Ethereum co-founder explained the high gas fees issues and described it as an indicator of the success of the blockchain network.
At present, Ethereum is the most highly adopted Blockchain network. Due to a load of huge transactions, Defi and NFTs, Ethereum charges high gas fees. In the last 1 and half years, Defi and NFTs became game changers in the crypto industry and also most of the crypto projects inclined to the concept of Defi and NFTs chose the Ethereum blockchain network. So this is a very common thing that is why the Ethereum network charge is very high fees over transactions.
In the last month, Three Arrows Capital co-founder Su Zhu tweeted about Ethereum and said that “Yes I have abandoned Ethereum despite supporting it in the past. Yes, Ethereum has abandoned its users despite supporting them in the past.”
Speaking at the event in Miami last week to kick off Art Basel, Joe Lubin, co-founder of Ethereum and CEO of ConsenSys, said that “High gas fees are a measure of success”.
Joe said that there are pains of growth and that can never be avoided by any network. And every blockchain network will face the same thing when it will get successful.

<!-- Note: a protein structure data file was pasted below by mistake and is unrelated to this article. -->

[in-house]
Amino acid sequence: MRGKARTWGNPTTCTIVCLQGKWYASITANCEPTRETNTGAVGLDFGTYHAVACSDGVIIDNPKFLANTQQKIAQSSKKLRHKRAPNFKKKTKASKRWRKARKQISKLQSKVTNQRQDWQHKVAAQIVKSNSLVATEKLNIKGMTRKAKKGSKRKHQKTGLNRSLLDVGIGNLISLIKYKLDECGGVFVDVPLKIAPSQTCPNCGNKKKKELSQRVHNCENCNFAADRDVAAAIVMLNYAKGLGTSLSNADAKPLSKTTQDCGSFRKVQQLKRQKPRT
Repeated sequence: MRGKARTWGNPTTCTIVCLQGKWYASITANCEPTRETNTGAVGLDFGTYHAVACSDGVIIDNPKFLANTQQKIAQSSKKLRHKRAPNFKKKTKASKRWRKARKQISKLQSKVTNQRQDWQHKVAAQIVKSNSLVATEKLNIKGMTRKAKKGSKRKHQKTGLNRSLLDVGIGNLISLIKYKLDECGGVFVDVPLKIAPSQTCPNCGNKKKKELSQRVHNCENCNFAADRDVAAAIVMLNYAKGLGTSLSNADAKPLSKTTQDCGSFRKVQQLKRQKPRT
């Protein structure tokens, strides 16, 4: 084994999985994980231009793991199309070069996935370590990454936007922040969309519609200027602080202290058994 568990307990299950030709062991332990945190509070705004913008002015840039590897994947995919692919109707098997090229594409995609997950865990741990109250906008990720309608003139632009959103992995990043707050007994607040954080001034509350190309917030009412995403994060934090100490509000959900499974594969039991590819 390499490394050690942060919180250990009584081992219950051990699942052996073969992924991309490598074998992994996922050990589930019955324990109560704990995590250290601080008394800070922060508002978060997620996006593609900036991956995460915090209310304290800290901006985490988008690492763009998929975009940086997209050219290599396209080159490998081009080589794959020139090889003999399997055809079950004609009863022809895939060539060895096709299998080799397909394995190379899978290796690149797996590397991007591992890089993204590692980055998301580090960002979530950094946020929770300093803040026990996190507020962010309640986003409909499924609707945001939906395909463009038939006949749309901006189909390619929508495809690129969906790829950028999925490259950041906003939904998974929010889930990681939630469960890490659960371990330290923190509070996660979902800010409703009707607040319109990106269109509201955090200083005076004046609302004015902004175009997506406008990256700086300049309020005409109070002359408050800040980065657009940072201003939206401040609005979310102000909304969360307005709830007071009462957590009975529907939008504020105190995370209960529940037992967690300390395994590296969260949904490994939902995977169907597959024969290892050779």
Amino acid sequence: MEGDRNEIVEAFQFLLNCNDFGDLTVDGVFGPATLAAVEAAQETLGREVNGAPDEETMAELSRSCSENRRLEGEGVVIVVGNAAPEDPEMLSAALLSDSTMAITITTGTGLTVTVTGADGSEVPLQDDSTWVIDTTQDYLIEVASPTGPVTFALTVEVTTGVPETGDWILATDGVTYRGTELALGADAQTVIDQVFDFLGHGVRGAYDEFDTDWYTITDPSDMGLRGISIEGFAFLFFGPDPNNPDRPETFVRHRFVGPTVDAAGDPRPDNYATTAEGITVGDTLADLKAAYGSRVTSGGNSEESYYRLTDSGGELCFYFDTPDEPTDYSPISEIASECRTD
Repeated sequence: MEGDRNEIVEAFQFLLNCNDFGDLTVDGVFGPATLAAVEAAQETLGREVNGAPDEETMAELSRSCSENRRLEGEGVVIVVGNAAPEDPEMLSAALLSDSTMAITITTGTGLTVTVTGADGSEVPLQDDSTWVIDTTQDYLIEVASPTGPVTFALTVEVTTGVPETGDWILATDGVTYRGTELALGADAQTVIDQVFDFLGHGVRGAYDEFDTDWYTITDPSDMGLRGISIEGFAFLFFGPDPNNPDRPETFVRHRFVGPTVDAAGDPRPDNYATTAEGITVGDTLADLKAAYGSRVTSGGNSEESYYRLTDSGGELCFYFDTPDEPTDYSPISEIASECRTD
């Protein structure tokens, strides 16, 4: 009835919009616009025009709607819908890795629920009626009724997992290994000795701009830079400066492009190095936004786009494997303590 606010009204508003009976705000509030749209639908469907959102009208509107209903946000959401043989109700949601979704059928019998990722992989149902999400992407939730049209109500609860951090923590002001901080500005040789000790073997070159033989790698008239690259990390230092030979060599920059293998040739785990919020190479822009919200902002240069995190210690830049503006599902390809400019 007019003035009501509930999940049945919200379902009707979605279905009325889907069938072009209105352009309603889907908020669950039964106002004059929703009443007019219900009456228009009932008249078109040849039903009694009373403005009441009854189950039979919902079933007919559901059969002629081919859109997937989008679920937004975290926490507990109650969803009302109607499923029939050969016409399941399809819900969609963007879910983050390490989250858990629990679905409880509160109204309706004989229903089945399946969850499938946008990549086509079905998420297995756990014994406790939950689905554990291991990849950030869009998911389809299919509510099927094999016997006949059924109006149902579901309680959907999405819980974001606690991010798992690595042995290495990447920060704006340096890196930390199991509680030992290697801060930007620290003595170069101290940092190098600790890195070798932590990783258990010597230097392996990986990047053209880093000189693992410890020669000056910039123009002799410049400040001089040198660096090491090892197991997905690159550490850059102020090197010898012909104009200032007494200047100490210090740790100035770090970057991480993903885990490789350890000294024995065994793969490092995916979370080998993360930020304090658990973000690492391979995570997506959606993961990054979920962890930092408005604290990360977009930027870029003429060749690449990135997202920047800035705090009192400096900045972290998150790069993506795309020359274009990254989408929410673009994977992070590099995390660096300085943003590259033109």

To explain this, Joe took the reference of the tech innovations, which lose their potential from time to time. He added:
“Whether it’s CPU cycles, or screen real estate, or memory, you’re going to have software engineers max out the capabilities of the technology. And it turns out we’re seeing consumers max out the capabilities of the technology.”
On the Ethereum competitor blockchain networks like Avalanche and Solana, Joe said that these networks are really better and can be used perfectly with a very small amount of fees. But surely, when the adoption of these networks will surge, transaction fees will reach $2-3 easily because of load.
Besides all these things, the Ethereum co-founder defended the Ethereum project through the upcoming Ethereum development work that will shift Ethereum into Ethereum2.0 to make Ethereum more efficient by using Proof-of-stake Consensus.